You are viewing Allergic Living United States | Switch to Canada
Allergies, Asthma & Gluten-free

SIGN UP For Our Free e-Newsletter

Submit
Click To See Past Newsletters
Food Allergy

A Food-Free Halloween? You Bet!

In an effort to take the focus off of food and take the fear out of Halloween, my local anaphylaxis support group has organized food-free Halloween parties for the past few years. Yup, you read that right.

A Halloween party with no food at all. And what’s more, this is a big hit with the kids.

Here are a few things to consider if you’re thinking of throwing your own food-free (and therefore much less scary!) party for Halloween 2014.

Venue

If your home is large enough to accommodate the group, perfect. But if you are arranging a larger party, then inquire at the local school board about community use of schools. Schools often rent out space such as gymnasiums to the community. My experience has been that they won’t rent space for private parties, but they will rent space for peer meetings, and if you’re getting a support group together and there’s no food, you can definitely argue that your gathering is indeed a meeting.

Decorations

A true allergy-aware party will be latex-free, so forget the balloons and head to the local dollar store. There you will find tons of inexpensive decorations, from wall clings that give you a dungeon atmosphere to tree silhouettes that can be the inspiration for a cemetery theme. Paint cardboard boxes to look like tombstones. (Think of your guests, though – nothing too spooky for the 6 and under crowd!)

Refreshments

We opt to serve nothing but water since members of our large group have allergies to all priority allergens and many others. Large containers of water are less expensive and more environmentally friendly than smaller containers. Be sure to have markers on hand to label everyone’s cup.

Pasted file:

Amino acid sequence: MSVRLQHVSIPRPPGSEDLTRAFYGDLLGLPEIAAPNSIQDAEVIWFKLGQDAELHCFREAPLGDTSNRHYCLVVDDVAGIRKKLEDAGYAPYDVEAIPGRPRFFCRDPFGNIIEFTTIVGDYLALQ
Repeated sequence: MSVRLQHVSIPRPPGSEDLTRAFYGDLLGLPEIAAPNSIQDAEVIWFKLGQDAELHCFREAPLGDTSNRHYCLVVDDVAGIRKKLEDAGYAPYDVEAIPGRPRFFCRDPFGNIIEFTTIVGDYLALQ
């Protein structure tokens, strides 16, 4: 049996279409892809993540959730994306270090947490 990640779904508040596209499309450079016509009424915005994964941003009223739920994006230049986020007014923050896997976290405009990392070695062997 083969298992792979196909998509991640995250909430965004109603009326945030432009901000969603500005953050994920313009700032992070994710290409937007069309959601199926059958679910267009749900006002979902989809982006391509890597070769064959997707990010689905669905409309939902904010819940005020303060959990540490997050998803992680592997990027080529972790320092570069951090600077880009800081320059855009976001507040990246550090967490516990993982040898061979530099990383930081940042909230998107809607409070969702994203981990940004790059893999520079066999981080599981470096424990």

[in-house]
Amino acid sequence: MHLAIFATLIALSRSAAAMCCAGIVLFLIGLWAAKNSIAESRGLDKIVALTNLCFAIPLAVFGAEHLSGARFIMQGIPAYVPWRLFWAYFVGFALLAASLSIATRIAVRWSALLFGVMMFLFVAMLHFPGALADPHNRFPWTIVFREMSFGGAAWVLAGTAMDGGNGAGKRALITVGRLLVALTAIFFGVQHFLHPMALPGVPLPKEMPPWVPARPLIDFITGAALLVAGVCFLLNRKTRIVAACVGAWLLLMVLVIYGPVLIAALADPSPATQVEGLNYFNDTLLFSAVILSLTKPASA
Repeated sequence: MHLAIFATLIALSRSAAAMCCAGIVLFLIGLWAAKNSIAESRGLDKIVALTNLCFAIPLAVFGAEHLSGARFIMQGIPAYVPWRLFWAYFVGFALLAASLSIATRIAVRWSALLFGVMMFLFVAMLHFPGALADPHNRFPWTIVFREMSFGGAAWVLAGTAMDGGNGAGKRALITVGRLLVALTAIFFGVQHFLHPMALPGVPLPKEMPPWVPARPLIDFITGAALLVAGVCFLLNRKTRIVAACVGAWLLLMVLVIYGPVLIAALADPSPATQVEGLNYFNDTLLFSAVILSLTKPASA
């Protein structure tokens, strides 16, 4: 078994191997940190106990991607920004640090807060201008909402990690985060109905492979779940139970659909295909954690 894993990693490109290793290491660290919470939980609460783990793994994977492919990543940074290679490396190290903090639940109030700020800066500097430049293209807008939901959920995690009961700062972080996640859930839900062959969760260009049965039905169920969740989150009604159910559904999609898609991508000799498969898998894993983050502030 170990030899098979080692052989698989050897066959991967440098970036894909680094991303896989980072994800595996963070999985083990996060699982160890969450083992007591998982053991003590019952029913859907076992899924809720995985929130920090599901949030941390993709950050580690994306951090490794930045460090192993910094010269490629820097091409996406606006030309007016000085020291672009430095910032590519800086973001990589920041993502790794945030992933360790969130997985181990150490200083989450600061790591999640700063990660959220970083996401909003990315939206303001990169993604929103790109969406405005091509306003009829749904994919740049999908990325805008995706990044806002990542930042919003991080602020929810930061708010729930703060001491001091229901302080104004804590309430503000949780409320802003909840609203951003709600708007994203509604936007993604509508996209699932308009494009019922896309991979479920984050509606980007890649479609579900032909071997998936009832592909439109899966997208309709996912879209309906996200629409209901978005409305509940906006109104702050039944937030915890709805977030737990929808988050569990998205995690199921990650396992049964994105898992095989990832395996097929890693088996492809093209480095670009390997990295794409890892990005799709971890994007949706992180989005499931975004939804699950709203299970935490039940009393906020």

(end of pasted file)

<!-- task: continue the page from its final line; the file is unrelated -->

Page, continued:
Activities

For small children, cover a table with craft paper and lay out an assortment of craft items such as stickers, foam shapes, pom-poms, markers, crayons and glue sticks. This gives the little ones something to do while they check out each other’s costumes and EpiPen belts.

Older kids might like to watch a scary movie, dance or play games.

We’ve had great success with games such as:

Zombie Tag: One person is the zombie and as s/he claims more victims, they too become zombies. This continues until there is only one human left.

Eyeball and Spoon Race: In the weeks leading up to Halloween, it’s easy to find small balls that look like eyeballs. Or, you can color ping-pong balls to look like eyes.

Wrap A Mummy (or Daddy): Participants in groups wrap willing adults in toilet paper. The ‘mummies’ then race to the finish line and depending on how difficult you want to make it, they can be asked to create something at the finish line, such as to build a skeleton out of paper bones or construct a jack-o-lantern.

Next: Halloween Wands and Loot Bags

Comments

comments